TIF district returns to counci
Citizens have the opportunity to express opinions Tuesday on a possible TIF district during a public hearing at the Eudora City Council meeting.
The meeting was delayed until Tuesday because of the Memorial Day holiday.
In April, the council accepted a blight study from planning consultants Bucher, Willis & Ratliff that deemed an area east of town unfit for development.
The possible TIF district area encompasses Intech Business Park, the planned Deer Valley subdivision as well as 30 acres on the northeast side of 1400 Road.
The district will be used as a means to spur commercial growth in the area.
So far, Eudora City Administrator Cheryl Beatty said she hasn't fielded many questions about the TIF district leading up to the public hearing.
The closest thing is briefing the newest city council members, Beatty said.
"I haven't had any negative feedback," Beatty said.
The district works by using a bond to pay for needed infrastructure improvements at the location. To pay for the bond, the district basically freezes the district at its current assessed value. Any taxes brought in excess of its valuation in the first year will go toward retiring the bond.
Deer Valley developers Wilson & Hoover, LLC agreed to back the bond should the district fall through.
So far, the possibility of a TIF district hasn't caught interest from other local developers is partly because more residential developers work in the area than commercial, Beatty said.
"They haven't gotten to commercial," Beatty said. "That's what makes this project unique ---- there's not a lot of commercial development right now."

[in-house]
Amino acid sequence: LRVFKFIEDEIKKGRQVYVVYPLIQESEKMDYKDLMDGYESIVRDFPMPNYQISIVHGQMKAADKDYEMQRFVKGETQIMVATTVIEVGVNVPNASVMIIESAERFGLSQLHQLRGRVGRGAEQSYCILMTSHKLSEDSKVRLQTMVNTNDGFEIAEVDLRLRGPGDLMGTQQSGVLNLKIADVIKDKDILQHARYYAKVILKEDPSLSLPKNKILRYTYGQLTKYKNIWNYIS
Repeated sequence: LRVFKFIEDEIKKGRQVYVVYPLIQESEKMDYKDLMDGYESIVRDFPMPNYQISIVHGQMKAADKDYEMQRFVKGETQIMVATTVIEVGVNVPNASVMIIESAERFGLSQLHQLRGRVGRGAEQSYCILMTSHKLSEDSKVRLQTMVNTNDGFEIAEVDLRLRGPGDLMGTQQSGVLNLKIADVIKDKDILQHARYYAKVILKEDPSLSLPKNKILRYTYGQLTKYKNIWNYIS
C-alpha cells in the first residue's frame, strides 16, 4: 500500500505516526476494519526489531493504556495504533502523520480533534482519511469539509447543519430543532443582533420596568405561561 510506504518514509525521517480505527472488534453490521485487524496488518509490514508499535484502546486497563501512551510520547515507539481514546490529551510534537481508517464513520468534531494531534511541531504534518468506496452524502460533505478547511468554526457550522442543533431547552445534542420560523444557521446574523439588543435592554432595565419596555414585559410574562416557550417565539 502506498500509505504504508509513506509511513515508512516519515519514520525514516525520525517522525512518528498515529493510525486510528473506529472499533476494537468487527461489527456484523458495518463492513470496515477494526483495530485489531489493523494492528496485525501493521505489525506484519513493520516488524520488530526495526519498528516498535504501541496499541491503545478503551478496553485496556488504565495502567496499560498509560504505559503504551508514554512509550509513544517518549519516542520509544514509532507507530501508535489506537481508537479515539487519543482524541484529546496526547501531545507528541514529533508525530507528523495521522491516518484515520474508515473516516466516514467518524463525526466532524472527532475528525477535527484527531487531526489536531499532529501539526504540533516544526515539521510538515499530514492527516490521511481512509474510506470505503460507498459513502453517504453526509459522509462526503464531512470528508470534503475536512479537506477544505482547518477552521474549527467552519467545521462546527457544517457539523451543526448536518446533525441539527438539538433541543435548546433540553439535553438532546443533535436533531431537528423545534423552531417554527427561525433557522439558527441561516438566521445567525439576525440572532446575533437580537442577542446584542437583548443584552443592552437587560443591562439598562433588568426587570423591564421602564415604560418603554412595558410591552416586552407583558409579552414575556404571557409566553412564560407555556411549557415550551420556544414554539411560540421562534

Drew Perry, who was a co-developer of the Shadow Ridge subdivision, said he could understand Wilson and Hoover's interest in the district.
"It's definitely a vehicle for financial development," Perry said.
The district could give Wilson and Hoover an unfair advantage over the competition if it were used for non-commercial or residential purposes, Perry said.
His partner in Shadow Ridge, John McGrew, said he could see a larger benefit for using the district.
"From my point of view it does create jobs, yet there are people that feel like it costs the community too much," McGrew said. "I personally don't see that, because it seems your talking about industry that wouldn't come otherwise."
Following the district's formation, Wilson and Hoover will still need to submit a project plan to the city.
The plan will attempt to approve the financial viability of their project, Beatty said.
The city council and Eudora Planning Commission would both need to approve the project plan before construction could begin.
The city's financial analysts would also need to accept the project plans, Beatty said.
"There will be a public meeting on that as well," she said.
The council meeting will be at 7:30 p.m. Tuesday at Eudora City Hall, 4 East Seventh St.